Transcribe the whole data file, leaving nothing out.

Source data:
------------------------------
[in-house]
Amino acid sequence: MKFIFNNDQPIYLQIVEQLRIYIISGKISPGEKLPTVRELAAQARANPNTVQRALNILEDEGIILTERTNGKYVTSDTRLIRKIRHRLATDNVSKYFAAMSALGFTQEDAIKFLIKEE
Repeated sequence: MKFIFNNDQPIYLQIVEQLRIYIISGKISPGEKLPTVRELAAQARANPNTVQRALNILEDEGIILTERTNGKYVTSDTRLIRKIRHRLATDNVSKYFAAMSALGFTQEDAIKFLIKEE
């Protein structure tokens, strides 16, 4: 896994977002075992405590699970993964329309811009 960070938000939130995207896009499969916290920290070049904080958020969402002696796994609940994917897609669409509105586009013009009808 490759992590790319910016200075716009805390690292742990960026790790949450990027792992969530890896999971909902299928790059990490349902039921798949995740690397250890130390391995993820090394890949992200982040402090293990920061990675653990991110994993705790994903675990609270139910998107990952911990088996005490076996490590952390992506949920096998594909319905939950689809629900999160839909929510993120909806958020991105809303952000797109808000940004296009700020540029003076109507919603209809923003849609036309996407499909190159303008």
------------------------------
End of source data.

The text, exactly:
[in-house]
Amino acid sequence: MKFIFNNDQPIYLQIVEQLRIYIISGKISPGEKLPTVRELAAQARANPNTVQRALNILEDEGIILTERTNGKYVTSDTRLIRKIRHRLATDNVSKYFAAMSALGFTQEDAIKFLIKEE
Repeated sequence: MKFIFNNDQPIYLQIVEQLRIYIISGKISPGEKLPTVRELAAQARANPNTVQRALNILEDEGIILTERTNGKYVTSDTRLIRKIRHRLATDNVSKYFAAMSALGFTQEDAIKFLIKEE
């Protein structure tokens, strides 16, 4: 896994977002075992405590699970993964329309811009 960070938000939130995207896009499969916290920290070049904080958020969402002696796994609940994917897609669409509105586009013009009808 490759992590790319910016200075716009805390690292742990960026790790949450990027792992969530890896999971909902299928790059990490349902039921798949995740690397250890130390391995993820090394890949992200982040402090293990920061990675653990991110994993705790994903675990609270139910998107990952911990088996005490076996490590952390992506949920096998594909319905939950689809629900999160839909929510993120909806958020991105809303952000797109808000940004296009700020540029003076109507919603209809923003849609036309996407499909190159303008």